2. Write to Mayor Kim (email@example.com) and the County Planning Director (Chris Yuen at CYUEN@co.hawaii.hi.us) NO LATER THAN THIS FRIDAY, FEBRUARY 8TH. Ask them to honor island residents‚ wishes, protect island culture, and preserve the integrity of Hawai`i Island‚s coastal environment by acquiring O`oma II as public, open space ASAP. Please email copy of your testimony to Janice (firstname.lastname@example.org) so she can hand them to the Mayor on Monday.
3. Attend upcoming Open Space Commission meetings:
In Hilo on Monday, February 11th at 10:00am in Hilo (Mayor Kim scheduled to attend). Location is the Dept of Liquor Control Conference Room, Suite 230. In Kona on Monday, March 10, at 10:00am at the Department of Liquor Control Conference Room, 75-5722 Hanama Place, Suite 1107. (Mayor Kim is not scheduled to attend.)
4. Fill out an Open Space suggestion form (use TMKs and description of location of property above) to let the commission know that O`oma II is a special place that needs to be prioritized for protection by the County as open, public space. Protect the coastline from haphazard, damaging, over-development.
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Below is a letter sent by West side CGW wahine (and very talented artist) Jing Jing Tsong:
My name is Jing Jing Tsong, I live in Kailua Kona. Thank you for taking the time to listen to/read my testimony.
I am a teacher, musician, artist and a surfer. One of the reasons my family and I moved here several years ago is that the Hawai’ian culture is deeply in touch with nature. Aloha ‘aina, aloha kai is something we live every day.
I spend part of almost every day in the O‘oma area and the waters off it. Whether I am surfing, swimming, whale watching or walking, this daily experience, gives me intimacy with the rhythms of nature, this island and myself.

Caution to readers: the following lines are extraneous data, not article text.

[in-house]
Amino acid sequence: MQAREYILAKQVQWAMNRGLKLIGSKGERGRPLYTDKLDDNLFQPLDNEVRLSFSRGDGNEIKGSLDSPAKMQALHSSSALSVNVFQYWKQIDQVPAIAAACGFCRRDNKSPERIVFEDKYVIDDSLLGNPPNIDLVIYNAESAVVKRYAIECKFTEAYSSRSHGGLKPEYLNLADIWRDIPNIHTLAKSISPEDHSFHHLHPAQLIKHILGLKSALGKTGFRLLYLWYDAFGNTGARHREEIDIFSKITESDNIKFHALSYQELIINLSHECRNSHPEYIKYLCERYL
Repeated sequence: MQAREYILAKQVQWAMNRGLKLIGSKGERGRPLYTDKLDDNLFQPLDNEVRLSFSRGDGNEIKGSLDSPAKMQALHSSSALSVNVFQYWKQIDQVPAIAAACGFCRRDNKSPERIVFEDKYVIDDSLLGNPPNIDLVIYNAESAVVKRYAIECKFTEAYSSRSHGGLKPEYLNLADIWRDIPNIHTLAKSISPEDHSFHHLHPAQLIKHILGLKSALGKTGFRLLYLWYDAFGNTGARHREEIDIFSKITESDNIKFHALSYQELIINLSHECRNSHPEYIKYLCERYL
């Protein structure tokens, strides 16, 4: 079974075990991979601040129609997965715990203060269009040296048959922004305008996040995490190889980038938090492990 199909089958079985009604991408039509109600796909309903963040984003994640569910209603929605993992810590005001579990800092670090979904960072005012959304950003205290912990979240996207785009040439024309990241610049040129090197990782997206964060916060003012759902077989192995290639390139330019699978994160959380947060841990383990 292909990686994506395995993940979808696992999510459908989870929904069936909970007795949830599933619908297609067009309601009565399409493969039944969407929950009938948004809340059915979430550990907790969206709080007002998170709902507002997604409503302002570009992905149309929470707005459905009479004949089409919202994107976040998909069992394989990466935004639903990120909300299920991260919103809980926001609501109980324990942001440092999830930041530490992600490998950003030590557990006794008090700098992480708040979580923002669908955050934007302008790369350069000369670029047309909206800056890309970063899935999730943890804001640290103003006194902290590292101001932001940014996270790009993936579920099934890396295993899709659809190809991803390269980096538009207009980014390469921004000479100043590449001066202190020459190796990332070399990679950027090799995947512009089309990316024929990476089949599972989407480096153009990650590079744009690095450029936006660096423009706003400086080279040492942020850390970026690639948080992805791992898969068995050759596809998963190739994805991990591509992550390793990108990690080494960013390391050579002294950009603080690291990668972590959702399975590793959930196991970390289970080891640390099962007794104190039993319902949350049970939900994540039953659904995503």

I, as well as everyone else who surfs, perpetuates the ancient Hawai’ian culture of he‘e nalu. For many of us, surfing is not a sport, it is a spiritual experience which inspires us in many ways. For me, the daily contact with the ocean and the views of Hualalai and Mauna Loa inspire me to take responsibility in holding the philosophy of aloha ‘aina, aloha kai true.
This is the last stretch of open space where there is true public access. On weekends and holidays you see gatherings of extended families and friends. Those of us who are there regularly watch out for each other’s kids. There is a true sense of ohana here. From fishing, to camping, to surfing to family reunions and cookouts, the O‘oma area offers respite from the development that is restricting access to the shoreline. At this convergence of land and ocean, there is also a convergence of community. This is invaluable.
My main concerns about the proposed O‘oma development:
1) We can not afford another “public access” beach like Hualalai, Kuki‘o, Mauna Kea or Hoku‘lia. These highly developed resorts are beautiful, but they do not offer true access. The experience they offer does not embrace community. The limited parking in each of these areas is proof of that. Both visitors and locals are looking for an authentic connection with nature. O‘oma in it’s current natural state is a treasure that needs to be preserved just for this reason.
2) The Class AA waters off the O’oma waters are, in this world, a rare experience. Everyone who has the honor of spending time in the water comments on how clean it is. With the proposed development, pesticide and fertilizer run-off from the golf-course are threats we can not risk. Reef damage is irreparable. The reef’s health is integral to the quality of life in the waters. This in turn is integral to the experience of both locals and visitors.
3) As the infrastructure exists now, it can not handle the additional traffic of the proposed development. Because it would be under private ownership, O’oma would not be part of the community that is already suffering rapid erosion. If development is approved, it needs to be with a commitment to schools, parks, cultural center, roads and affordable housing. Shoreline areas have become a playground of the elite. O‘oma should be preserved as a symbol of Hawaii’an values, not of real estate investment values.
The O‘oma area is a place that I care about deeply. I ask you to consider how many people in the community feel the same way. I appreciate the time you’ve taken to review my testimony. Aloha.